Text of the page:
From 2009-2014 she acted as the administration and organisational assistant for Cologne University’s Dr. R. Marika Visiting Chair of Australian and Indigenous Studies. In 2014, she was granted a DAAD scholarship to conduct research on her PhD project at Monash University. Victoria has guest edited the genderforum issue ‘Gender Down Under’ and has published several articles on Indigenous Australian Writing and Film. Her research interests include Australian Literature and Film, Post-Colonial Theory, Migration and Refugee Studies, Film Theory, Popular Culture and Psychoanalytic Theory. She is on the Executive of the International Australian Studies Association.
From 2009-2014 she acted as the administration and organisational assistant for Cologne University’s Dr. R. Marika Visiting Chair of Australian and Indigenous Studies. In 2014, she was granted a DAAD scholarship to conduct research on her PhD project at Monash University.
Victoria has guest edited the genderforum issue ‘Gender Down Under’ and has published several articles on Indigenous Australian Writing and Film. Her research interests include Australian Literature and Film, Post-Colonial Theory, Migration and Refugee Studies, Film Theory, Popular Culture and Psychoanalytic Theory. She is on the Executive of the International Australian Studies Association.
David is a lecturer in the English Department at the University of Cologne. He studied English, Philosophy and Education at the University of Cologne from 2009 to 2016 and holds a State Examination (Equals M.A.) and a German teaching degree.Read More
He is currently working on a PhD Project in Indigenous Literary Environmental Activism. David focuses on Indigenous Australian and Canadian narrative writing and his PhD project explores the significance of narrative fiction in the context of environmental and social justice activism in Australia and Canada. He has taught English and Philosophy in different contexts. His research interests include Indigenous Studies, Indigenous Australian and Indigenous Canadian Literature, Ecocriticism, Post-colonial Theory, Discouse Analysis and Cultural Studies, Indigenous research methodologies and decolonization strategies in the humanities.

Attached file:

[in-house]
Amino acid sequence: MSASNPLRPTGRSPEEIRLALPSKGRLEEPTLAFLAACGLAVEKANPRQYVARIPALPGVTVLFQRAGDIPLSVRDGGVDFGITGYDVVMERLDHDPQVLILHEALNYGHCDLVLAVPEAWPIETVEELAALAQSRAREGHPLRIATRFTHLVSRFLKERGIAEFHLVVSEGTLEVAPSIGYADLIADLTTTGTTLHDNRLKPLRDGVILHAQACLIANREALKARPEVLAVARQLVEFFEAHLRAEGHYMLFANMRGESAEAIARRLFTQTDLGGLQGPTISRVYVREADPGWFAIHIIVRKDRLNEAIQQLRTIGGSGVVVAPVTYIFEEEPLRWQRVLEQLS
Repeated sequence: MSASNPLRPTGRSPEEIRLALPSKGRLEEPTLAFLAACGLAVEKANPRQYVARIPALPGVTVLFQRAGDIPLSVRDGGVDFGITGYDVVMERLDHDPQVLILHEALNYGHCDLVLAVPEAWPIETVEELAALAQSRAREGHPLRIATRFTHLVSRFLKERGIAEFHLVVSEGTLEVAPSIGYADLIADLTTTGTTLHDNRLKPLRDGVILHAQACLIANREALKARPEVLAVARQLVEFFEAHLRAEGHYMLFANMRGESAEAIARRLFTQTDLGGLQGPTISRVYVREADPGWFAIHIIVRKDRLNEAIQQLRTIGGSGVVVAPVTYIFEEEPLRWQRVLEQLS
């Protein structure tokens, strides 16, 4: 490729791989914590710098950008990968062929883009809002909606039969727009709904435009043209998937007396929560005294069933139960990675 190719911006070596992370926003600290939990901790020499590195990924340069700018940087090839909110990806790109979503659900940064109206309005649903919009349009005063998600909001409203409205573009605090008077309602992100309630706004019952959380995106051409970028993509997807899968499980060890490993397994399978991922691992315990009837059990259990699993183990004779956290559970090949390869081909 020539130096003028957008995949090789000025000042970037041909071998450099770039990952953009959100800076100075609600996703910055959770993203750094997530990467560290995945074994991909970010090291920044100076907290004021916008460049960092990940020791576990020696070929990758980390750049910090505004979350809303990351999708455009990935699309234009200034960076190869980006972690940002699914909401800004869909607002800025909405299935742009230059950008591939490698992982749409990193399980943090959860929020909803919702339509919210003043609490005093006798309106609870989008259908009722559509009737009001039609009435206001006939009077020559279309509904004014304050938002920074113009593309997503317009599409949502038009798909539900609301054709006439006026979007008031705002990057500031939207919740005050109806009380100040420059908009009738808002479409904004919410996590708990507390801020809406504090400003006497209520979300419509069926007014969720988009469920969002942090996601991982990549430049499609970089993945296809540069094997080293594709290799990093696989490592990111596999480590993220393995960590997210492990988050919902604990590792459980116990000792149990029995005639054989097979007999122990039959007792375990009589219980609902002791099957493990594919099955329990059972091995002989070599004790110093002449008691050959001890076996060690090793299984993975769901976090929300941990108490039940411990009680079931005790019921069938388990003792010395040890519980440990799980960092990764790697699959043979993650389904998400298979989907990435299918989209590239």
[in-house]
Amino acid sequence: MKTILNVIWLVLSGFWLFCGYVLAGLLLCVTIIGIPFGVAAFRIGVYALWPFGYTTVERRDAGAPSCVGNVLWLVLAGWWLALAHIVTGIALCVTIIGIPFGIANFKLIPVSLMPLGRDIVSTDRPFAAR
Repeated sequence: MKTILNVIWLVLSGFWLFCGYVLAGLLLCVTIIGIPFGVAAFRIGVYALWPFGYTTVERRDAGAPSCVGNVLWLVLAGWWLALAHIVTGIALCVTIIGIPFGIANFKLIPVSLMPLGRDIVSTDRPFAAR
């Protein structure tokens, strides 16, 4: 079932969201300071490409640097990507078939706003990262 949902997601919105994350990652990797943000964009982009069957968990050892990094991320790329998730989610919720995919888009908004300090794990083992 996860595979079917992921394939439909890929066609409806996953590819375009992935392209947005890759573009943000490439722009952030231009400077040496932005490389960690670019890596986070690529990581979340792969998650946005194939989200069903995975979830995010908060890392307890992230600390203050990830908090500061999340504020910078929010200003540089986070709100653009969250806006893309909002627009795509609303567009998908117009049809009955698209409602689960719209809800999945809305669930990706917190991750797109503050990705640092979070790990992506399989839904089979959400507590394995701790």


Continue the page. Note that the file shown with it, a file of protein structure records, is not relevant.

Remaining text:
Mareike studied English Philology, Historical studies and Education at the University of Cologne, with a focus on language contact on the one hand, and material culture as well as the role of historical culture on the other hand.
Affiliate Team Members
Christina Ringel has completed her PhD in the English Department/University of Cologne. Her dissertation describes the linguistic expression of the concept of possession in the endangered language Miriwoong (non-Pama-Nyungan, Jarrakan, Australia).Read More
Christina studied Linguistics at Paderborn University and Heinrich Heine University Duesseldorf with a focus on language acquisition, computer linguistics and language diversity. As a Research Assistant and Lecturer at Prof. D. Adone’s Chair of Applied English Linguistics Christina co-organised workshops and guest lectures about Indigenous languages of Australia. Until April 2017 she served as Events Coordinator of the Centre for Australian Studies, until 2022 as Research Coordinator.
Christina is a research affiliate at CoEDL, and a member of professional societies such as FEL and GASt. She serves on the Board of Directors of CCLS, and on the Advisory Board of the FID AAC. Since October 2021 she is a managing editor of the Australian Studies Journal. Since October 2022 she pursues a PostDoc project at TU Dortmund.
Her current research interests include endangered spoken and signed languages and their revitalisation, typology, and the morphology/syntax interface. Her work with the Miriwoong people was inspired by a six-month internship at Mirima Dawang Woorlab-gerring Language and Culture Centre and supported by grants from DAAD and FEL. Christina’s most recent conference papers and publications were concerned with app creation for endangered languages, definiteness and possession in Miriwoong, evidentiality in Australian languages, and the role of linguistic human rights, self-determination and country for language vitality.
Thomas studied at the University of Sydney until 2017 and holds a Bachelor of Arts (Honours) in linguistics. Since graduating with First Class Honours, he is now working as a Research Assistant in the English Department at the University of Cologne, where he is also working on a PhD project on language change and contact in Australian Kriol around Kununurra.Read More
Previously, Thomas has worked as a Research Assistant at the MARCS Institute for Brain, Behaviour and Development at Western Sydney University in Milperra, as well as in the Department of Linguistics at the University of Sydney. His Honours thesis dealt with the topic of transitivity marking variation in Australian Kriol of the Barunga area.